Remarks on My Character Waving a flag I retreat a long way beyond any denial, all the way over the scorched earth, and come into an arching grove of evasions, onto those easy paths, one leading to another and covered ever deeper with shade: I'll never dare the sun again, that I can promise. It is time to practice the shrug: "Don't count on me." Or practice the question that drags its broken wing over the ground and leads into the swamp where vines trip anyone in a hurry, and a final dark pool waits for you to stare at yourself while shadows move closer over your shoulder. That's my natural place; I can live where the blurred faces peer back at me. I like the way they blend, and no one is ever sure itself or likely to settle in unless you scare off the others. Afraid but so deep no one can follow, I steal away there, holding my arms like a tree.
William Stafford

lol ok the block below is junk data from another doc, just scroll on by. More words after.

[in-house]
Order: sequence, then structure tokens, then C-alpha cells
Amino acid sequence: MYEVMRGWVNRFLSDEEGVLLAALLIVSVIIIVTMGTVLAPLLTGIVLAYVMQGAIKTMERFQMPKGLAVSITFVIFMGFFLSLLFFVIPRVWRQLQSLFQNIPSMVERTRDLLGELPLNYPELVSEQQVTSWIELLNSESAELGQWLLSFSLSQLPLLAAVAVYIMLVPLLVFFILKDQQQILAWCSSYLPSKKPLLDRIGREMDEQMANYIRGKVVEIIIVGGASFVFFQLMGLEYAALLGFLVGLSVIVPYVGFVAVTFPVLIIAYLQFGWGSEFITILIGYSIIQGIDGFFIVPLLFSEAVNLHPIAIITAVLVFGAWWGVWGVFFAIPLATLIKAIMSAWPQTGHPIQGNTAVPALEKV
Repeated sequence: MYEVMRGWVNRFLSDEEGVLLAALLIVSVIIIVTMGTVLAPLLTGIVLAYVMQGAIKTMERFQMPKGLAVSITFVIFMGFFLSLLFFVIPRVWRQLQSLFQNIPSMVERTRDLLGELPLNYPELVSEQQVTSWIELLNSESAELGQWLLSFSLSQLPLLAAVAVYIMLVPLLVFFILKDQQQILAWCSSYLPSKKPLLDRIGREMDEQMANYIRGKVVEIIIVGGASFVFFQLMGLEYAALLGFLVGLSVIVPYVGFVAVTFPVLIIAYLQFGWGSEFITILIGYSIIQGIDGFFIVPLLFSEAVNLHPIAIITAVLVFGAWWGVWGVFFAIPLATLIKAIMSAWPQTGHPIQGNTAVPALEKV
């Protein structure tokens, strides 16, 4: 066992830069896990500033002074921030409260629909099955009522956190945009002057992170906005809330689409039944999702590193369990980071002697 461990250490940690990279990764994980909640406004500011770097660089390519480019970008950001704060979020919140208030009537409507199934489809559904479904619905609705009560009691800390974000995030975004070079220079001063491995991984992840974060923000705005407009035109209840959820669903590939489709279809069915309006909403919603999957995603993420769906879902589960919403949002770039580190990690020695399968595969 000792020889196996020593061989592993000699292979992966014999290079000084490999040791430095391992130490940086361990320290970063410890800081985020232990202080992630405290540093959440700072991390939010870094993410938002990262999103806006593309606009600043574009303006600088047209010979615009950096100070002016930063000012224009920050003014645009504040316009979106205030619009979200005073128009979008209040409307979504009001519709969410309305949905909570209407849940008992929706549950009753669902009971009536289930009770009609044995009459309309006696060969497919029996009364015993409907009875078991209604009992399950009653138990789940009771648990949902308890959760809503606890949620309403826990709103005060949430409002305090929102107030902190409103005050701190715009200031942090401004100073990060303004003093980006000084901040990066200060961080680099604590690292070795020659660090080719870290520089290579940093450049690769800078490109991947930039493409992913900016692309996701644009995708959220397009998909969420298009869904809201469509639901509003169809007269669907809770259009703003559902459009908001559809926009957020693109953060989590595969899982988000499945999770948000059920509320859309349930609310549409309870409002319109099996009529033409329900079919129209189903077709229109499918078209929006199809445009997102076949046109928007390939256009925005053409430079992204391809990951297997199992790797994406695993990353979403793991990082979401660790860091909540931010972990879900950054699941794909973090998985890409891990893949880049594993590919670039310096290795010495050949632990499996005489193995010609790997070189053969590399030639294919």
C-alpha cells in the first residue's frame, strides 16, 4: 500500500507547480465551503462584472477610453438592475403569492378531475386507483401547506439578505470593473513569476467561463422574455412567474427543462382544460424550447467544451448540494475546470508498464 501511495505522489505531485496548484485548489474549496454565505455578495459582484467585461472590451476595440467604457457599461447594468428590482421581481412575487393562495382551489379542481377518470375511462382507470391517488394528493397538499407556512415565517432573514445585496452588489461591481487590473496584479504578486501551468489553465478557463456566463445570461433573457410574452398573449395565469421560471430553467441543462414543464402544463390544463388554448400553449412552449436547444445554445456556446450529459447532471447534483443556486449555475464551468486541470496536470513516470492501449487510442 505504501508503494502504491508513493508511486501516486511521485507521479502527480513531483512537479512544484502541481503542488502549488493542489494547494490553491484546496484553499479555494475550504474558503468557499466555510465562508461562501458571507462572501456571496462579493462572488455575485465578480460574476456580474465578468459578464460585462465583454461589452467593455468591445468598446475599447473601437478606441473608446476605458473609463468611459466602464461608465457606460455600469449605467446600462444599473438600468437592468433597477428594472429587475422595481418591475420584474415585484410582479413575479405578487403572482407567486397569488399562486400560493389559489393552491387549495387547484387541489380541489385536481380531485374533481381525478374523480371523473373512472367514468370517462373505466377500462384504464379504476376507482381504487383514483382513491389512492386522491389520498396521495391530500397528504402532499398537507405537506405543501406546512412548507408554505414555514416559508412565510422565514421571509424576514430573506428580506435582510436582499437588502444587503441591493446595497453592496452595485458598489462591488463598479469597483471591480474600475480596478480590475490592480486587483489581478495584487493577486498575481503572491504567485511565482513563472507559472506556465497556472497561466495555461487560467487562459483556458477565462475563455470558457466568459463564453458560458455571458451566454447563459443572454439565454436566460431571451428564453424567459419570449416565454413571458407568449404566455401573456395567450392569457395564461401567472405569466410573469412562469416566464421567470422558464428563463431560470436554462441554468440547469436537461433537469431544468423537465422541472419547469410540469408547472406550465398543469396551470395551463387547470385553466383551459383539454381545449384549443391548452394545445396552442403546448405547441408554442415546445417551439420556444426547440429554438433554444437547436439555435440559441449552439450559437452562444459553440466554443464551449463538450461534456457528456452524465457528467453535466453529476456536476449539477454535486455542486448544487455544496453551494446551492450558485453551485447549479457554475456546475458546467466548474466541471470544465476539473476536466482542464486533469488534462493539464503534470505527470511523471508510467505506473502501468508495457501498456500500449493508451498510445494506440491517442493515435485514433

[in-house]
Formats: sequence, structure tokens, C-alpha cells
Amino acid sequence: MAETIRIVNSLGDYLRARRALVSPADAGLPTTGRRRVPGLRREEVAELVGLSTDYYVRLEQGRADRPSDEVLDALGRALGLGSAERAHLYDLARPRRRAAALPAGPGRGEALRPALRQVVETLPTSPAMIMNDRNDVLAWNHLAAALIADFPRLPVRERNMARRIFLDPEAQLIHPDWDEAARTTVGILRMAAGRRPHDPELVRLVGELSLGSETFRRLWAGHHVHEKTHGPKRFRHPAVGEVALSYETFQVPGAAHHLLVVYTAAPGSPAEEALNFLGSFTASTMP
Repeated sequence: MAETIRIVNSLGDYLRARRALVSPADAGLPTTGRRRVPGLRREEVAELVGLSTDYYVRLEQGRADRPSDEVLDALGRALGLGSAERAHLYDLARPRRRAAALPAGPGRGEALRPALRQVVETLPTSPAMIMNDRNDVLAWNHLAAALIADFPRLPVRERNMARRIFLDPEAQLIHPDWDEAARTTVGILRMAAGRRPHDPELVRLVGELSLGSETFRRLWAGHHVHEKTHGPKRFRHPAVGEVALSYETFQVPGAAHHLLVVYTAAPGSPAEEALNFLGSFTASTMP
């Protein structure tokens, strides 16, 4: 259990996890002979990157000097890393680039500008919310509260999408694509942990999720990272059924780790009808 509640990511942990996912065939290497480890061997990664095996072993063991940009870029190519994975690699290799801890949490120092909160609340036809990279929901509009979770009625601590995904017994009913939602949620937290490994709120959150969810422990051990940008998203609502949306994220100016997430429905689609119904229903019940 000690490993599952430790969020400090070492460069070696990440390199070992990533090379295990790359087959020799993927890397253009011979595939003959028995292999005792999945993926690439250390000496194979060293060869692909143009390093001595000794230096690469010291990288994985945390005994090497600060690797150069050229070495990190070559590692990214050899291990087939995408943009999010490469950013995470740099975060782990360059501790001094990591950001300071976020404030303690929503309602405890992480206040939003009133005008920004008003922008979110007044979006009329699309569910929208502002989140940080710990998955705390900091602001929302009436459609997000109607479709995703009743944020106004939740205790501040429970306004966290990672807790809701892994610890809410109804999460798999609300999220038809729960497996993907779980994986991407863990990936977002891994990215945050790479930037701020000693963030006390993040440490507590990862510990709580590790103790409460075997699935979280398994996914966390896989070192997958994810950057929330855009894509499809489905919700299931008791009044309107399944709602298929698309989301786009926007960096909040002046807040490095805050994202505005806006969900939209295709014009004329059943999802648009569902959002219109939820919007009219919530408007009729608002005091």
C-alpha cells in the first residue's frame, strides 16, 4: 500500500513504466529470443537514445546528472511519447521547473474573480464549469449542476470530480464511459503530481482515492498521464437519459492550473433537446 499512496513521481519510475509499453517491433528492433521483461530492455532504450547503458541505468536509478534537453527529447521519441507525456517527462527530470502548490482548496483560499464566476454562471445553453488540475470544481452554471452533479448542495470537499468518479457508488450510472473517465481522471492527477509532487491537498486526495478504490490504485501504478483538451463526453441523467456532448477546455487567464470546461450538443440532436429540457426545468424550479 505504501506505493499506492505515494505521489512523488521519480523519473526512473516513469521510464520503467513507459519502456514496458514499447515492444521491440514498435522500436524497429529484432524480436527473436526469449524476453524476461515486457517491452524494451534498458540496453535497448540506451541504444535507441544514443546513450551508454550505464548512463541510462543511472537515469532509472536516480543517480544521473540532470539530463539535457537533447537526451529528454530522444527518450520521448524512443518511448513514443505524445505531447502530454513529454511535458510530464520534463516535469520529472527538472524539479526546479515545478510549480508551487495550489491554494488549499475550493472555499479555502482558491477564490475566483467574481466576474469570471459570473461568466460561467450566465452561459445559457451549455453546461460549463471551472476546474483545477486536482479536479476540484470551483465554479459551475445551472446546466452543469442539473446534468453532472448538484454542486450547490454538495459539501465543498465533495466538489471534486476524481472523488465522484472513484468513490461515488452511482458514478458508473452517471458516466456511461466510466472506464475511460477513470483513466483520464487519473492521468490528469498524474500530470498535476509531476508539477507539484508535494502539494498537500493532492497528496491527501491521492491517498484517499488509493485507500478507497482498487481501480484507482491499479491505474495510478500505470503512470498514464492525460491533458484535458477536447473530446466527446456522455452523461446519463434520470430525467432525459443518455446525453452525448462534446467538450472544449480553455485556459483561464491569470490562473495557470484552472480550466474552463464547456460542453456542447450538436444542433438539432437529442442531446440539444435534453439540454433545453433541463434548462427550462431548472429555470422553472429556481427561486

The sound of the trumpets died away and Orlando stood stark naked. No human being since the world began, has ever looked more ravishing. His form combined in one the strength of a man and a woman’s grace. As he stood there, silver trumpets prolonged their note, as if reluctant to leave the lovely sight which their blast had called forth; and Chastity, Purity, and Modesty, inspired, no doubt, by Curiosity, peeped in at the door and threw a garment like a towel at the naked form which, unfortunately, fell short by several inches. Orlando looked at himself up and down in a long looking-glass, without showing any signs of discompose, and went presumably, to his bath. We many take advantage of this pause in the narrative to make certain statements. Orlando had become a woman - there is no denying it. But in every other respect, Orlando remained precisely as he had been. The change in sex, though it altered their future, did nothing whatever to alter their identity. Their faces remained, as their portraits prove, practically the same. His memory - but in the future we must, for convention’s sake, say ‘her’ for ‘his’, and ‘she’ for ‘he’ - her memory then, went back through all the events of her past life without encountering any obstacle. Some slight haziness there may have been, as if a few dark spots had fallen into the clear pool of memory; certain things had become a little dimmed; but that was all. The change seemed to have been accomplished painlessly and completely and in such a way that Orlando herself showed no surprise at it. Many people, taking this into account, and holding that such a change in sex is against nature, have been at great pains to prove (1) that Orlando has always been a woman, (2) that Orlando is at this moment a man. Let biologists and psychologists determine. It is enough for us to state the simple fact; Orlando was a man till the age of thirty; when he became a woman and has remained so ever since.